Since the Financial Sector Adjustment Company (Finsac) debacle in the mid-1990s to early 2000s, which represented, arguably, the economic collapse of Jamaica's domestic economy — an unprecedented event in the history of modern Jamaica, our political masters, from both political parties, have gone on a major spree to sell out our prime assets to foreign investors. In essence, Jamaica's political leaders can only envision economic growth if we invite multinational corporations to invest in our economy. However, are these companies prepared to pay our highly skilled and educated class at market value? And will the profits, proceeding from such companies, remain in Jamaica for long-term development? We cannot submit ourselves to accept the economic crumbs that fall from the table of these predatory financial masters.

Paradoxically, Jamaica has dominated the international space with rich cultural capital. There is hardly a place around the globe where people haven't appreciated our music, with its contagious, pulsating, and rhythmic lyrics. In fact, our ancestors utilised music as a tool in order to soothe the excruciating pangs of pain they were forced to endure during slavery. Furthermore, our colonial masters were mystified by the enslaved's natural affinity for and dexterity at producing rich, harmonious music. Nevertheless, the enslaved musical talents did not earn them the respect and freedom for which they desperately yearned. Simply put, Jamaica's musical prowess will not elevate our socio-economic status and prestige among the nations of the world. People like our music because it is entertaining, just like any other musical genre that emerges from another country.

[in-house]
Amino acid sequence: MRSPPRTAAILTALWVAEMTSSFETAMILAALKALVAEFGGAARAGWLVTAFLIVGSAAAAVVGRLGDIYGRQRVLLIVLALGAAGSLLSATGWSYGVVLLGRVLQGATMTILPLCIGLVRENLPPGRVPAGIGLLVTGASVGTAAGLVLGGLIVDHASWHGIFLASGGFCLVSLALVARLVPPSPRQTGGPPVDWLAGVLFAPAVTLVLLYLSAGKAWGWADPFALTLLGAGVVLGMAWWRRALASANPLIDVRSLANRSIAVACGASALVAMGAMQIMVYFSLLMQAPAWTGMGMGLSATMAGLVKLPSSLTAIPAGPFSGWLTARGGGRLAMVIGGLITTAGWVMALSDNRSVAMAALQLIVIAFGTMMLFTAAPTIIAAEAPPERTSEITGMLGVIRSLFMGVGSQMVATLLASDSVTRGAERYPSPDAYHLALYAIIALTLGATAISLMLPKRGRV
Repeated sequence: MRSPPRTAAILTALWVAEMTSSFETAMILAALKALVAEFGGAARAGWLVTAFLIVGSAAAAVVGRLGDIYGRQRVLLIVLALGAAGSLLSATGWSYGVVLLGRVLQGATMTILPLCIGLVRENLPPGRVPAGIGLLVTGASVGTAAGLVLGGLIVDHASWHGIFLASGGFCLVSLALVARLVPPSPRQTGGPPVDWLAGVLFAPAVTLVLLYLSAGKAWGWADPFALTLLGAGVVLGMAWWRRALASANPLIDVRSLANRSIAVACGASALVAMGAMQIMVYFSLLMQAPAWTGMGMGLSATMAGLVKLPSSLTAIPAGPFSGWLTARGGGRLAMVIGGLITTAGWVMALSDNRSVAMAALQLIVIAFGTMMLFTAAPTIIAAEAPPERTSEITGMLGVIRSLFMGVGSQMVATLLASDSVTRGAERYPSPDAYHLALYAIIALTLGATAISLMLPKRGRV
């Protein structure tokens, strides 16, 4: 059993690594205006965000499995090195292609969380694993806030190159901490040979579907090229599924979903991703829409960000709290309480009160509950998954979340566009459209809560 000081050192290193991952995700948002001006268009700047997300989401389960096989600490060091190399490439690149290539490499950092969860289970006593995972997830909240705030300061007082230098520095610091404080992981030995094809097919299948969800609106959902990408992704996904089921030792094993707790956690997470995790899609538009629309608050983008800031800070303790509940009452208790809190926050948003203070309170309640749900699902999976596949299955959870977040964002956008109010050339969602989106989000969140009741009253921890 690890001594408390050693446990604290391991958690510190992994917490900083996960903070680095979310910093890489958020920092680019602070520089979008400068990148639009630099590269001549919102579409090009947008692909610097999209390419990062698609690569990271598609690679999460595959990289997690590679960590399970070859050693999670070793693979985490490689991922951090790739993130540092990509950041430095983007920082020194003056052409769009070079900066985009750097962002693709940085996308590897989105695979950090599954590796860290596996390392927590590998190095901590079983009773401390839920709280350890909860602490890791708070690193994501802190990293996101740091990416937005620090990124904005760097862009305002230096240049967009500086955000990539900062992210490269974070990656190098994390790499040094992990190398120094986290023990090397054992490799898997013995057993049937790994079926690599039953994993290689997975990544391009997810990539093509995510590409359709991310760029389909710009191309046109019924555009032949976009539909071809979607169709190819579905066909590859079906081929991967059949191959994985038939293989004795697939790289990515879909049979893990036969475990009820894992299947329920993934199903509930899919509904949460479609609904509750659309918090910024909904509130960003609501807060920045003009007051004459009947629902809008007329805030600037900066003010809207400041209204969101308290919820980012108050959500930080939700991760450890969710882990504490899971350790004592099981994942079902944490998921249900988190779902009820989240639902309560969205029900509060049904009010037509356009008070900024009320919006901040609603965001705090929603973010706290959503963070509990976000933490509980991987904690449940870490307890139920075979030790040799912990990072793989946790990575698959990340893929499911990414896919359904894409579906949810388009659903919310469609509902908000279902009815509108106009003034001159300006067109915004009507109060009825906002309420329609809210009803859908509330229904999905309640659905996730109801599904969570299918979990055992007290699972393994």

Moreover, we have vindicated — on numerous occasions — our distinctive culinary ingenuity on the international scene. In the Western world, particularly countries in which our Diaspora is domiciled, our sumptuous patties, jerk chicken and pork, oxtail, rice and red peas, curry chicken, among other culinary delicacies, have been deeply entrenched in the daily, dietary lexicon of said countries. These impressive achievements — in sports, music, and gastronomy — have earned respectability on the world stage. Yet, which country has grown economically and attained political power through entertainment, sports, and music? Our athletes and musicians have, commendably, made individual achievements that won't be replicated in economic growth, though our politicians like to use their achievements as the gold standard for what we should have attained collectively as a nation.

Undoubtedly, as a nation, at 60, we have carved out a niche among the nations of the world, and we have pulled our weight in some areas, for example, our principled stance against apartheid in South Africa and Michael Manley's inspirational and revolutionary leadership geared towards a new international economic order for which the underlying philosophy was built on the social inclusion of weaker nations in the economic decisions of the world. Similarly, successes or failures aside, Jamaica is recognised as the land of Bob Marley and Usain Bolt — two Jamaican stalwarts who have shun brilliantly in their respective fields of professional endeavour.